The following year, a major conference on implants was organised at TCD attended by nearly every major international figure in implants in the world and again addressed by Professor Brånemark. This really put Dublin on the map in the world of the science of implants. And while dental implants are now well established in Ireland and globally, early adopters in Ireland (prior to 1986) included the oral surgeons Nicholas Mahon (RIP), Spencer Woolfe, Peter Cowan and Sean Sheridan. Early adopting prosthodontists included Billy Davis, Noel O’Grady, Andrew Woolfe and Ollie Grant (RIP). By 1992, several more teams began providing implant treatment to a very high standard in Ireland. In fact, since then, Ireland has produced a considerable volume of original research in the area at the three dental schools – UCC, TCD and QUB. A seminar to mark 30 years of implant dentistry in Ireland is taking place on November 7 next and is open to all interested parties.
Since its establishment as a part of mainstream dentistry, the science of implants has continued to advance. These developments have made implants available for the upper jaw, for the partially dentate and for the single tooth. “In fact, TCD was part of the first multi-centre trial for single tooth implants with myself and Frank Houston. Other major advances have been made in bone augmentation, soft tissue grafting and guided tissue regeneration”, says David, who was appointed as a Senior Lecturer in Implant Dentistry at Trinity College Dublin in 2000.
The other major advance has been in the shortening of the delay between the placing of the implants and the fixing of the prosthetics. “In the past 10 years, with the further development of implant surfaces, the gap has been reduced and in suitable cases, the prosthesis can be fitted on the same day as implants, says David. He also noted the use of CT technology, which allows planning of implant cases in virtual reality and transferring that information to the operative site.
A challenge for the future, he continues, is to understand the role of peri-implantitis: its aetiology, prevention and treatment; and to understand the role of stem cells and growth factors in achieving implant success.
A life in dentistry
David Harris was born and raised in Dublin, where he attended Wesley College. He entered medicine after leaving school, but switched to dentistry after the shared first year “because my dental student friends seemed to have more fun”. He graduated in 1964 from RCSI and spent six months as a house surgeon in the DDUH. He went to England and got his primary FDS exams and returned to Dublin, where he worked part-time in both practice and the DDUH. Then he got a break: he got a place as a registrar in University College Hospital (UCH) London Dental School. He trained for two years and sat his final FDS, after which he decided to complete his medical studies. UCH London accepted him and, with credit for his training to date, within two years he had qualified.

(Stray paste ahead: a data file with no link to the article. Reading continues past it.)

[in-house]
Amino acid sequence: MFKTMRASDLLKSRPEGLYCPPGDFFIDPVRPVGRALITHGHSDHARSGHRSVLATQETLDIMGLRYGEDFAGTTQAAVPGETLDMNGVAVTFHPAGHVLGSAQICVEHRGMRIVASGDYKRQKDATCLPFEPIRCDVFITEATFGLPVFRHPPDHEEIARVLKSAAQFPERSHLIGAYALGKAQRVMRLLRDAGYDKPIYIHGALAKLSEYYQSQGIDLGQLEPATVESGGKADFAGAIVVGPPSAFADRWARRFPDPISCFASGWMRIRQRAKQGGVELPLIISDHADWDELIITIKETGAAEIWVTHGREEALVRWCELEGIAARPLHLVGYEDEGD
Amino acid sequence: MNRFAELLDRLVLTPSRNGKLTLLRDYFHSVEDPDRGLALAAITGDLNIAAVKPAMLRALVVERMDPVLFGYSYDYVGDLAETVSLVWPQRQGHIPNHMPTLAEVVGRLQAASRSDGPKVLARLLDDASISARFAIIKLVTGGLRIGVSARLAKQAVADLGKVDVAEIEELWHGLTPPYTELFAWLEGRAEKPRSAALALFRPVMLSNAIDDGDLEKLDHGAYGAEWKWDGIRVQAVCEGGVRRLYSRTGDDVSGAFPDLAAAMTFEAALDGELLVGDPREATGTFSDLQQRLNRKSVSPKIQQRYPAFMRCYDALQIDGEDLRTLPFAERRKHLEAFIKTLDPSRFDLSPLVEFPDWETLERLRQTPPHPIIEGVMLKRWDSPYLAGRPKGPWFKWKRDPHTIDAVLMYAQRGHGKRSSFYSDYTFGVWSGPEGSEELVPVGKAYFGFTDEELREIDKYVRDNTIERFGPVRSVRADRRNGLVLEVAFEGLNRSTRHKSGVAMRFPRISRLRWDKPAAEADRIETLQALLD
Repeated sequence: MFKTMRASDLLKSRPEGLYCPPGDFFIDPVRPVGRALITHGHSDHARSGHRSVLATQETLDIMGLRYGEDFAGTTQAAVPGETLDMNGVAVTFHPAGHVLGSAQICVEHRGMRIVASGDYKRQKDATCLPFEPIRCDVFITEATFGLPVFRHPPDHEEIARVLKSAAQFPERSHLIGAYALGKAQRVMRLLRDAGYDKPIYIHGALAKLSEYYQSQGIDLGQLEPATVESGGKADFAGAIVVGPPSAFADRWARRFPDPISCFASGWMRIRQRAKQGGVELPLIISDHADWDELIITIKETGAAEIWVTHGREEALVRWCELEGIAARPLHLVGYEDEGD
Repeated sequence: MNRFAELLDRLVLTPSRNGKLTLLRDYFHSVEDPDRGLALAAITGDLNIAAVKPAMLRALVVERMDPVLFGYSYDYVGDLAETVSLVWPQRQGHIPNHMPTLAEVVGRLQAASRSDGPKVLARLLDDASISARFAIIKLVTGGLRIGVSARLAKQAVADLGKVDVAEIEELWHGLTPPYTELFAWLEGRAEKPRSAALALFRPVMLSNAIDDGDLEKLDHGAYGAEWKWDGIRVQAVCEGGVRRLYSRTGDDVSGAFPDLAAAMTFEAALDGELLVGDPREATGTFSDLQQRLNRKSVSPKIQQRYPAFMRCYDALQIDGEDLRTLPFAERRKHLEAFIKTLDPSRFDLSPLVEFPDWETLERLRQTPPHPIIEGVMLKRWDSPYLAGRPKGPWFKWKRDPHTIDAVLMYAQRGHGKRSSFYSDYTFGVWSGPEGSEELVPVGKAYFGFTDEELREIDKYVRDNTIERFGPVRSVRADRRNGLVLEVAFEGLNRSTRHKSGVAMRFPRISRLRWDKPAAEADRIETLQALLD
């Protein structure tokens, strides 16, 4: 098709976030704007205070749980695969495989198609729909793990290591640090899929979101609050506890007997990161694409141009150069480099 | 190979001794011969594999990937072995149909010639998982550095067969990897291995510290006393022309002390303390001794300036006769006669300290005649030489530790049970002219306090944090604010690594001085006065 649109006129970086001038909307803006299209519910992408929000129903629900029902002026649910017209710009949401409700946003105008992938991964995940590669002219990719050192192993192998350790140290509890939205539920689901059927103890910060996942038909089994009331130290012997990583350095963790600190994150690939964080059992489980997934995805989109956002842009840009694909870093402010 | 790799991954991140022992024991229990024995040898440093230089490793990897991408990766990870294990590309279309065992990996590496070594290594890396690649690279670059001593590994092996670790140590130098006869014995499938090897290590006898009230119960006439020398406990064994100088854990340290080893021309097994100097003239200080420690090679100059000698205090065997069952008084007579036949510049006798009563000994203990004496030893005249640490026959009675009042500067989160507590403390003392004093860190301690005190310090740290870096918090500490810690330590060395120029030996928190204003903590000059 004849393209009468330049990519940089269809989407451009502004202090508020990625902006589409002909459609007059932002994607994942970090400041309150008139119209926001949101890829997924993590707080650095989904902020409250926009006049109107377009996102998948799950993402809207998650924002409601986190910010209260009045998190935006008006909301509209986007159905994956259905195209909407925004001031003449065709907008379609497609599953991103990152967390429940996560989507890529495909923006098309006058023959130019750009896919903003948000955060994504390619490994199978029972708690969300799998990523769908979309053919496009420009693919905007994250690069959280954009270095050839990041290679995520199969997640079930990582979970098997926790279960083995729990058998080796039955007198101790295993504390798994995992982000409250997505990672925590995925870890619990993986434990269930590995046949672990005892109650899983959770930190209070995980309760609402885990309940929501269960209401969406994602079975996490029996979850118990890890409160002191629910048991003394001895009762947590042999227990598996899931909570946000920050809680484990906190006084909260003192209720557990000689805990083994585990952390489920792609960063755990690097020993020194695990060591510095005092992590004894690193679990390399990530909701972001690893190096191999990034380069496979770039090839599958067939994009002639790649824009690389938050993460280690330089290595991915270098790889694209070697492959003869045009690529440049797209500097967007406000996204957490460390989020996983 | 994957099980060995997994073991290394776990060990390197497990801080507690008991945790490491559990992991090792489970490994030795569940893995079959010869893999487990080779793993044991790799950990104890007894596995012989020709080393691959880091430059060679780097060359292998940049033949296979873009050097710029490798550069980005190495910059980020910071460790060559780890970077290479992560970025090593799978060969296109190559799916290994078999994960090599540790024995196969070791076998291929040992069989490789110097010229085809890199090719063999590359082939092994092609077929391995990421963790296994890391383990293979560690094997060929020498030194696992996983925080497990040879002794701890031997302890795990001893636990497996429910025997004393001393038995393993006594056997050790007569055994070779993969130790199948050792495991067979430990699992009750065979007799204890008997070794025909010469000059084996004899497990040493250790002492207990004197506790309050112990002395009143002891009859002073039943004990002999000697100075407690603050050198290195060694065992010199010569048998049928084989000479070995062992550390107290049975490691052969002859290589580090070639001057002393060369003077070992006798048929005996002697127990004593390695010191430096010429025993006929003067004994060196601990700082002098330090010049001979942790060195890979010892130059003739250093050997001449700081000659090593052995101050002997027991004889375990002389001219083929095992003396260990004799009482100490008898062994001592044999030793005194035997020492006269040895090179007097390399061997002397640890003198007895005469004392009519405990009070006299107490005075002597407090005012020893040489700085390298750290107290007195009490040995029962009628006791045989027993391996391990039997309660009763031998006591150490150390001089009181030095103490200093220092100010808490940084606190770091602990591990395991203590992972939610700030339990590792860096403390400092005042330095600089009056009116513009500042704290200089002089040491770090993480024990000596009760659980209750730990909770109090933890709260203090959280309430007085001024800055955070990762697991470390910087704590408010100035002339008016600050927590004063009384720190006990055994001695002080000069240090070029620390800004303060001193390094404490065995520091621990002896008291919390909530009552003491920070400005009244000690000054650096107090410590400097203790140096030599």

By this time he was married to Pam Cowan, daughter of the well-known oral surgeon Adrian Cowan, and they had two small children, Paul and Abbe. They wanted to bring their children up in Ireland with their extended family close to them, so they returned and he set up in practice in Dublin in the early 1970s.
Paul is now an aviation psychologist with a strong interest in photography (a book of his photographs of Cuba is in print) and Abbe is a Feldenkrais practitioner. (Feldenkrais is a method that helps people move with greater ease and effectiveness by means of gentle body awareness.)
In his spare time, David walks, reads, swims, flies (he has a share in a single-engine Piper aircraft) and listens to music – mostly modern jazz such as Stan Getz and Keith Jarrett.
The Dental Amputee
The Dental Amputee is the title of a book written by David Harris in which he explores and explains the fate of the edentulous patient. The bad news is that being toothless is a great deal worse than most people imagine; the good news is that dental implants offer a solution that, in some instances, the patients regard as transformational. The book is being published by Londubh and is due out in late autumn.